The annual Wolf Day celebration which celebrates the rare Ethiopian wolf and its afroalpine habitat took place on Sunday 7th March in Dinsho, Ethiopia, a key area of the Ethiopian Wildlife Conservation Programme’s efforts.
Anne-Marie Stewart, Field Director of EWCP reports on the day:
Fun and games (and no rain) at the 12th annual Wolf Day in Dinsho.
On Sunday the 7th of March, we held our 12th Wolf Day in Dinsho, and all anyone could think about was, “Please let the rain hold off!”
For the past two weeks it hasn’t stopped raining here – the normally tranquil streams have turned into raging rivers that are in danger of breaking their banks, while the roads and dirt tracks in town are slippery mud slides that threaten to send you sliding headlong into a puddle. So understandably we were all concerned that Wolf Day could turn into a mud bath!
However, the weather, for once, was on our side, and although the rain clouds gathered ominously over the mountains, in Dinsho we were treated to patches of blue sky and sunshine.
The day opened with a blessing from the village elders, and then the Bale Beauty Nature Club presented us with a cake they had baked, marking the 12th Wolf Day for EWCP (the cake didn’t last very long, as the invited guests and dignitaries were keen to sample the best of Bale baking!).
Numerous sports matches were held during the day, with the EWCP Wolf team facing the Dinsho Club in the football finals. Unfortunately EWCP went down one-nil, but all the players did very well while having to deal with a horribly sodden pitch.
Two volleyball matches, the final of the primary school football league, and the 5000m race concluded the sporting part of the day. We were also treated to various plays and singing competitions, as well as an art display from the Dinsho Primary School. A pot-smashing game and a raffle brought the proceedings for the day to a close, and all the EWCP staff breathed a sigh of relief.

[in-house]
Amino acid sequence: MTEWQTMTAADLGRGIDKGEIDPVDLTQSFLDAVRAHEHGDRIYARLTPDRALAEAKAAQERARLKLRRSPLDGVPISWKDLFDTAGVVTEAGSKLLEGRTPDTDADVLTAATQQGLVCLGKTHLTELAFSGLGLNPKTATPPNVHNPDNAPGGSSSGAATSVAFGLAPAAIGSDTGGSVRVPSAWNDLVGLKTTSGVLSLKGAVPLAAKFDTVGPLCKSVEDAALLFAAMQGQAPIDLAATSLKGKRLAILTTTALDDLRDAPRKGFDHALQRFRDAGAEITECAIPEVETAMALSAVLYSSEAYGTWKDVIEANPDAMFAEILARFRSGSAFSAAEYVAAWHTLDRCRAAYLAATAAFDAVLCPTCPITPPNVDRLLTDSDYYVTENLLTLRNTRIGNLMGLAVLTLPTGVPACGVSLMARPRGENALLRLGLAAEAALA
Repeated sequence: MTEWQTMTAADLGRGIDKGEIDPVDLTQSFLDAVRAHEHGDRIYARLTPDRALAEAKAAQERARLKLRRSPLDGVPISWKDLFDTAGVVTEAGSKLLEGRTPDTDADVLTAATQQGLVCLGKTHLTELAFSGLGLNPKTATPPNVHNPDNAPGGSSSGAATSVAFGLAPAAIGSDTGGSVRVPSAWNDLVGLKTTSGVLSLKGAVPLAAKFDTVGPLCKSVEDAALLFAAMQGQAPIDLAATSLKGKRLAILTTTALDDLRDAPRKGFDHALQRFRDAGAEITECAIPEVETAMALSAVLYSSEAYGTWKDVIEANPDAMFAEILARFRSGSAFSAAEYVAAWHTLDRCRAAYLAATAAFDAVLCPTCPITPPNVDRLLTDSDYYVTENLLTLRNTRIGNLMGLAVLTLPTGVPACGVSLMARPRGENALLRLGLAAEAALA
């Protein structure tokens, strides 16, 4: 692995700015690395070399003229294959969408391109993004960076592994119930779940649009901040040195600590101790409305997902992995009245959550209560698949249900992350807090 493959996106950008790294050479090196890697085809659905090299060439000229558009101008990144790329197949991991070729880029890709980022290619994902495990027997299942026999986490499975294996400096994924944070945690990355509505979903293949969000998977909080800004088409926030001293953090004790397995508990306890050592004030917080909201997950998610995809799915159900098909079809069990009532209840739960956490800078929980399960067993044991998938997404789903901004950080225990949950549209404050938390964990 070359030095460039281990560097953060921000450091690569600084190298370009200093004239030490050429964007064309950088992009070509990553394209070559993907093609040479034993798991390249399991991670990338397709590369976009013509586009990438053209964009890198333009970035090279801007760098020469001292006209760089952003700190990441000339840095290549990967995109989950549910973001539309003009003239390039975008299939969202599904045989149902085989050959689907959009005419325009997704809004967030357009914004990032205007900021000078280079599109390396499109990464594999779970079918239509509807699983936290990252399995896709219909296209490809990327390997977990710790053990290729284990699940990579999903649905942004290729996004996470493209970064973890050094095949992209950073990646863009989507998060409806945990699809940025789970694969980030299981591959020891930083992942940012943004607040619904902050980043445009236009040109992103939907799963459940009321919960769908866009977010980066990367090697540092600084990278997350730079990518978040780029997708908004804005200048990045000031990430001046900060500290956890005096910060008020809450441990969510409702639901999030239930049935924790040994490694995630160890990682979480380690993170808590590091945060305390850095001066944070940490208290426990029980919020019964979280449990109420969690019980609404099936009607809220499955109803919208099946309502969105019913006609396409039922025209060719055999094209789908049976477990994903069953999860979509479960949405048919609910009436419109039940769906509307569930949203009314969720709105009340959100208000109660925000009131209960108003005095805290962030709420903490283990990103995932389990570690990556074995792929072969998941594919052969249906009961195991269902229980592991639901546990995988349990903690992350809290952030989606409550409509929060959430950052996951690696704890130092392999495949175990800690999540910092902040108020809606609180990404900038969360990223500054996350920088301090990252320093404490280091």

Another successful Wolf Day, the rain stayed away, and the community came together once again to celebrate the Ethiopian wolf and the afroalpine. A big thank you to all the EWCP staff who ensured that the day ran smoothly.
The Ethiopian wolf is the most endangered canid in the world, and Africa’s most endangered carnivore. Less than 450 Ethiopian wolves survive today, in seven isolated populations in the Highlands of Ethiopia. There are no captive wolves anywhere in the world.
The aim of Wolf Day is to celebrate the Ethiopian wolf and its afroalpine habitat through games, sports matches and entertainment. One of the area’s largest public events in the area, Wolf Day brings communities and conservationists together to highlight the importance of biodiversity in Bale and the importance of rabies vaccinations to conserve Ethiopian wolves.
Born Free is entering its 15th year of support for the Ethiopian Wolf Conservation Programme (EWCP) which has worked to protect this amazing, rare animal since 1995.
You can help ensure the survival of the Ethiopian wolf!
Every contribution made to EWCP through Born Free goes towards running the programme in Ethiopia. You can help EWCP continue their domestic dog vaccinations to stop the spread of diseases to the wolves – these vaccinations have also shown positive results in preventing rabies in the human population too. Your donation will also allow expansion of the education programme, visiting more schools and villages to increase their understanding about wolf conservation and the need for Afroalpine protection.